Heat Checks and Hail Marys - Much Needed Win Against Wisconsin

Mike Cagley, Co-Host IlliniGuys Sports Spectacular

Cover Photo Credit: Joe Clark, IlliniGuys

January 8, 2023

The Illini came into yesterday’s game versus Wisconsin feeling like it they were in a must win game. Going 0-3 to start the Big Ten conference schedule is a great way to set up that very circumstance. To add to the stress of the ugly Big Ten standings, the Illini also had to deal with freshman PG Skyy Clark taking a break from basketball. That’s a lot of pressure for one of the youngest teams in college basketball to deal with.

The Badgers came to town only looking to make things worse for the Illini. The Badgers wouldn’t have their leading scorer, Tyler Wahl. Wisconsin Coach Greg Gard described Wahl’s ankle injury, “He’s improving, but not ready yet.”

The Illini took care of business by adding much more player and ball movement to their offense, hitting open looks from the 3-point line (Coleman Hawkins hit a career high 6 of 9 from the 3-point line), and cutting down on turnovers. The 79-69 victory was sorely needed by the Illini.

Heat Check #1 – What’s Meant by a “High Ceiling, Low Floor” Team

Jayden Epps courtesy Joe Clark, IlliniGuys

Kofi Cockburn decided to not return to the collegiate ranks this season, choosing instead to turn professional. Due to his success over the last three seasons, it is natural to compare this team to last year’s Kofi-centric team. Kofi was a guaranteed 20 points and 10 rebounds per game contributor. In fairness, there were things Kofi had challenges doing – like guarding in space or shooting from outside. This meant there were teams that were not good match ups for the Illini, but regardless of the opponent, Kofi would get his points and rebounds. Kofi’s consistency almost guaranteed the Illini would win 20 or more games.

This year’s team is much more flexible in their ability to matchup with teams of varying styles of matching up with the Illini. This year’s Illini team is much longer and more athletic than last year. While they don’t have a dominant big man, they have multiple players who can guard multiple positions on the floor. This means the Illini can switch most picks or choose to not switch in pick situations. If they can figure out how to consistently execute the “switch everything” strategy, it makes them much more difficult for opponents to anticipate how the Illini are going to defend on a play-by-play basis. This gives the Illini a huge advantage on defense.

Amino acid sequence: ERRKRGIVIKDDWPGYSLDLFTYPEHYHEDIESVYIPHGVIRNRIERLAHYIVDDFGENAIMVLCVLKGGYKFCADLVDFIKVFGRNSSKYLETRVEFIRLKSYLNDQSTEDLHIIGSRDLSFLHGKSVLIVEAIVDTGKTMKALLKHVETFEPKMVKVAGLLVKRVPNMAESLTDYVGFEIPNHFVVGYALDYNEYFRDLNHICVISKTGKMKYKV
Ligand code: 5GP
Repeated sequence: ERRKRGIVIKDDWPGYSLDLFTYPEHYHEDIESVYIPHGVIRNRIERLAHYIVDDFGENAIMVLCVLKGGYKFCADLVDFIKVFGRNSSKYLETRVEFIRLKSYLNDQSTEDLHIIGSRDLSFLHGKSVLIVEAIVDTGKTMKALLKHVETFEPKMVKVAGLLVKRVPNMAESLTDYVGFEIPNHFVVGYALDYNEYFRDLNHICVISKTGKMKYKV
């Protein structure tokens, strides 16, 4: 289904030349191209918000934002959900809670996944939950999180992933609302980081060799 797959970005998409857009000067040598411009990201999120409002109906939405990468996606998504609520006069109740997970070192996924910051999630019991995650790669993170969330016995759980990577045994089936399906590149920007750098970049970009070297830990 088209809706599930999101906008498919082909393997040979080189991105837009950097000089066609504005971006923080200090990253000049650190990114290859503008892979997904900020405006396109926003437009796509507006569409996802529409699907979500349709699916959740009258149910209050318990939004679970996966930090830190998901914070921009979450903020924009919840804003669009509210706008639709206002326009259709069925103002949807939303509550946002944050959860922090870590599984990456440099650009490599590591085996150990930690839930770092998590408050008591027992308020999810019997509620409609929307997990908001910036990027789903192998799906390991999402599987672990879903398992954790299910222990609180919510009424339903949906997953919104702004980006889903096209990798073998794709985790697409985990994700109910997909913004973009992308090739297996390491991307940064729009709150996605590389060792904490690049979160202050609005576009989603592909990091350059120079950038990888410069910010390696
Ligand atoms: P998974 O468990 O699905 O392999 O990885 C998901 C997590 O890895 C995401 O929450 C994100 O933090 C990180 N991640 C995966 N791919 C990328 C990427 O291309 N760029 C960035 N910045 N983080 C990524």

The Illini have not yet figured out how to effectively implement that strategy on a half-by-half basis – let alone from game-to-game. The Illini also have a massive variance in how well they knock down 3-point shots from game to game. As the whole basketball world know, there also is no Kofi on this roster to guarantee the team 20 points and 10 rebounds along with drawing multiple opponent fouls per game.

If the Illini execute at a high level, they can beat anyone – they’ve already gotten two Top Ten wins. When the Illini don’t play well, they can lose to Northwestern. The ceiling is high when they execute as a team. The floor is low when they do not. Consistent performance is the holy grail the coaching staff is looking for from their players. That's a big ask, but the Illini have one of the most talented rosters to go along with one of the youngest.

Heat Check #2 – Who is Going to Lead this Team

Terrence Shannon, Jr. courtesy of Joe Clark, IlliniGuys